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Why ChatGPT can not be your science partner?

Unless you live under a rock, you probably heard about ChatGPT and how it will change the world around us. Like any new technology, we tend to hype it with the media. ChatGPT is passing the USMLE, ChatGPT is writing scientific articles, ChatGPT will kill google, etc. We also tend to believe that this technology will take over the world and end our jobs. You will see experts and thought leaders around the world hyping it more. Congratulations, it seems like ChatGPT next task is to cure cancer......

It is not the first time that we are caught by the hyper of AI and it is impact on our society. It happened in the past when DeepMind developed an AI system that beat the best Go player in the world. While this was an amazing achievement that was behind some of the progress in the field that we have today, still it did not lead to people losing their jobs because of that. The same situation here. Transformers models and Large Language Models (LLM) are a huge step toward achieving amazing performance for AI in different tasks but we still have a long way to even match human intelligence or creativity.

Recently, ChatGPT passed USMLE exam and other medical and professional exams. If you are a doctor, passing the board exam is an achievement but does not make you a good doctor. It makes you a human who can retain information well and knows how to take the exam.

Let us try to ask ChatGPT a deep science question.

Me: “how can we target TET2 mutations in acute myeloid leukemia”


There are several strategies that can be used to target TET2 mutations in acute myeloid leukemia (AML). Some of these include:

  1. Targeted therapies: Researchers are currently developing drugs that specifically target TET2 mutations. One example is the drug guadecitabine (SGI-110), which is designed to target AML cells with TET2 mutations and has shown promise in clinical trials.

  2. Immunotherapy: Immune checkpoint inhibitors like anti-PD1/PDL1 antibodies can be used to stimulate the immune system to attack AML cells with TET2 mutations.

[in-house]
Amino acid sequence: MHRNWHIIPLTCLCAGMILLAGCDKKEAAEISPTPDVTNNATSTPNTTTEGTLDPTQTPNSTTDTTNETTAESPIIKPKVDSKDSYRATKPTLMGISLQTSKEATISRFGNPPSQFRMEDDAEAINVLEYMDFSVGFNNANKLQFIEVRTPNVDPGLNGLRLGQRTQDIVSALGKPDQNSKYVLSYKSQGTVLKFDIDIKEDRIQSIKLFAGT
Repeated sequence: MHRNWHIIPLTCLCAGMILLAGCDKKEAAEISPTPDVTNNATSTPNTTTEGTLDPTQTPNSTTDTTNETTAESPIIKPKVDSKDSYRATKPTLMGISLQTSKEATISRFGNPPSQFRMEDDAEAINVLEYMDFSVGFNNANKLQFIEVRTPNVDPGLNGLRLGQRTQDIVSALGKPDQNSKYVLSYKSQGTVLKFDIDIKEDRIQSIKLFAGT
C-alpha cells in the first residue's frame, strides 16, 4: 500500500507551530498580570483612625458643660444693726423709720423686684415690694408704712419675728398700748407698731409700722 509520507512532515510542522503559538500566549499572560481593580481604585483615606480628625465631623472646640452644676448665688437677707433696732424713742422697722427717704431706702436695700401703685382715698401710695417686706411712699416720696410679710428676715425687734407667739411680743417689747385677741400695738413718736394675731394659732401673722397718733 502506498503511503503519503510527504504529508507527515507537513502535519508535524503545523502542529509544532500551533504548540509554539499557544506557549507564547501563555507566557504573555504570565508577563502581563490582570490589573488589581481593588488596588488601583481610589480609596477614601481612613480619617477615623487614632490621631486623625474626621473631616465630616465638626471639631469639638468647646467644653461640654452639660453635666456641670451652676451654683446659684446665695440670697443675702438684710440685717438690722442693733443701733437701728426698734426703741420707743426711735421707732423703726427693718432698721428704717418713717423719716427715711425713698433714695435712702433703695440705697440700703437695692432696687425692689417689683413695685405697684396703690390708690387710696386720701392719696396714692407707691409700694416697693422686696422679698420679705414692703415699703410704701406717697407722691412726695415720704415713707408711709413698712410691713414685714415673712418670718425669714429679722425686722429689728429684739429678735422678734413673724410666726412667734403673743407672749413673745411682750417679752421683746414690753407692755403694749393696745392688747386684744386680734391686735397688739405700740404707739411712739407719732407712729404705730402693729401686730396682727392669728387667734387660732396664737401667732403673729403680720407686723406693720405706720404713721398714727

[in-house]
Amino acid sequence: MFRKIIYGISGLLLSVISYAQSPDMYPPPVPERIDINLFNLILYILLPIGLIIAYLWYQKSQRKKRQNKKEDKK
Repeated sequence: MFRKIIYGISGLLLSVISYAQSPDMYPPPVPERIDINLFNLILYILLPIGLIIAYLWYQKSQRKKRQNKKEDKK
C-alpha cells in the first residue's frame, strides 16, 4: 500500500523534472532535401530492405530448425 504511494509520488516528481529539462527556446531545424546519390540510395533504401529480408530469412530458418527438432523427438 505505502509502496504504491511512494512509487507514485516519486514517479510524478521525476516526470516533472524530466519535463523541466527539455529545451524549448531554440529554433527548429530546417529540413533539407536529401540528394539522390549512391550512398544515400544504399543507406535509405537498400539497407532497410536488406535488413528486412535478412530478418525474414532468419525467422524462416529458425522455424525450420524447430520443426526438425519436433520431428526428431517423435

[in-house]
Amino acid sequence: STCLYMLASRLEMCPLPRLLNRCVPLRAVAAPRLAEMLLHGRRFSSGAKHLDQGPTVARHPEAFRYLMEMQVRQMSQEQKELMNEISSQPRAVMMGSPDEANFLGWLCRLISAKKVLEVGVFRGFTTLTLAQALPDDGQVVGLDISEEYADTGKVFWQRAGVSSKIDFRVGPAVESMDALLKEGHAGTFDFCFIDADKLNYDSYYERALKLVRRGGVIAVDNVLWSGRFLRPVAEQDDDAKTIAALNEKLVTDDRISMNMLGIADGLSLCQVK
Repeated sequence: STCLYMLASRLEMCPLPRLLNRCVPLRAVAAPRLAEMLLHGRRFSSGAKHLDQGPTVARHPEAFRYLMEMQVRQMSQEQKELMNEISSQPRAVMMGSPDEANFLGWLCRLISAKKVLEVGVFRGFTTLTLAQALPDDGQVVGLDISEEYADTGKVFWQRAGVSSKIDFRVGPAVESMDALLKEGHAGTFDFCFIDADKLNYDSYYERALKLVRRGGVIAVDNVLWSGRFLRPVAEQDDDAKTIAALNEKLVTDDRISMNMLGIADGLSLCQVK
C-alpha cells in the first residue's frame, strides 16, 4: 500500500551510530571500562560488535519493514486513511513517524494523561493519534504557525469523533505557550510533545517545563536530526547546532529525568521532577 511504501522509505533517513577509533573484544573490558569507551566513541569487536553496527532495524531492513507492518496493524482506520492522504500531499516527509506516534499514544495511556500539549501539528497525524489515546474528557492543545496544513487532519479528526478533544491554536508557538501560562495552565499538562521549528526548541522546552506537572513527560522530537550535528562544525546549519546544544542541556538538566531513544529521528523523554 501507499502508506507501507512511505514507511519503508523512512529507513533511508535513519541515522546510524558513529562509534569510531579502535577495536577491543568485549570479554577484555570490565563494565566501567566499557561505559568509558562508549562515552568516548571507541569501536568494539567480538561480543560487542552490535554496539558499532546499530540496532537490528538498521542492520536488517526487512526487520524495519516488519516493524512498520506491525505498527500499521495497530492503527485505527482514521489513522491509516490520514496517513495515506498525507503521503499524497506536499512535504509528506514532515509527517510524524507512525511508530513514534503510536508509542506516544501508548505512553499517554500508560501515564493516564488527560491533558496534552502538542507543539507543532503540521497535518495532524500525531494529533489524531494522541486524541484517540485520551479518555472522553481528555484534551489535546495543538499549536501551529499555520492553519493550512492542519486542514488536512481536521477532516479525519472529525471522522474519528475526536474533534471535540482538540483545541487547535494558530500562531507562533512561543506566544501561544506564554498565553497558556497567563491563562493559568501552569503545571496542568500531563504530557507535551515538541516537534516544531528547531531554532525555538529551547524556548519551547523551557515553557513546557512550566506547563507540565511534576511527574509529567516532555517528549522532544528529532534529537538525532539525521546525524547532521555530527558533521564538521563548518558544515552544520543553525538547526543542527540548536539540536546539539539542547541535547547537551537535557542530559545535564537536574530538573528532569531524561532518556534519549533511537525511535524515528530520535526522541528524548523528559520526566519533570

3. Gene editing: CRISPR-Cas9 technology can be used to edit the TET2 gene in AML cells and restore its normal function.

  4. Chemotherapy: Although chemotherapy is not specific to TET2 mutations, it can still be a useful treatment option for AML patients with TET2 mutations. However, the risk of relapse is higher in these patients.

  5. Allogeneic stem cell transplantation: This treatment involves replacing the patient's diseased blood-forming cells with healthy ones from a donor. It can be an effective treatment for AML, including for those with TET2 mutations, but carries a risk of serious complications and is used primarily in young and fit patients.

This text may seem impressive to someone who is not in the science field, but it is misguided and incorrect. Currently, there is no targeted therapy available for TET2 mutations. SGI-110 was an experimental agent and never became a treatment for AML or TET2 mutations. Immune therapy generally has limited effects in AML, and none of the PD1/PDL1 inhibitors are approved or will be approved for AML treatment. While gene editing technology is promising, it has not been tested or shown to affect TET2, etc.

You get the point. Nicely written text but completely useless.

Interestingly, I asked ChatGPT why it is not good at answering science questions and this was the answer:

ChatGPT, developed by OpenAI, is a cutting-edge language model that has been trained on a massive amount of text data. However, while it has achieved impressive results in various language-related tasks, it is not well-suited for scientific applications.

First and foremost, ChatGPT's training data is not specifically focused on scientific domains. Instead, it is trained on a wide range of text sources, including news articles, websites, and social media. As a result, it may not have the depth of knowledge needed to accurately and effectively address complex scientific questions.

Additionally, the language model is not equipped to handle the nuances and specialized language used in scientific fields. It may generate responses that are technically accurate, but lack the precision and specificity that is essential for scientific discourse.

Moreover, ChatGPT has not been specifically designed to be transparent or explainable, which is a critical requirement for scientific applications. In science, it is important to be able to understand the reasoning behind a model's predictions in order to assess its reliability and validity. However, the neural networks used by ChatGPT are not easily interpretable, making it difficult to evaluate the accuracy of its responses.

Finally, the training data used to develop ChatGPT is biased, as it reflects the biases and limitations of the texts it was trained on. This can lead to the generation of inaccurate or misleading responses when used in scientific contexts.

In conclusion, while ChatGPT is an impressive language model, its limitations and lack of domain-specific training make it unsuitable for scientific applications. Scientific research requires precise language, interpretable models, and unbiased data, all of which are currently lacking in ChatGPT.

Great answer. I have to honestly say that ChatGPT gave an amazing answer here.

Therefore, although transformers and LLMs are new and exciting milestones in the AI world, we must not forget that we are still at the beginning and human knowledge and creativity, particularly in science, remains unparalleled

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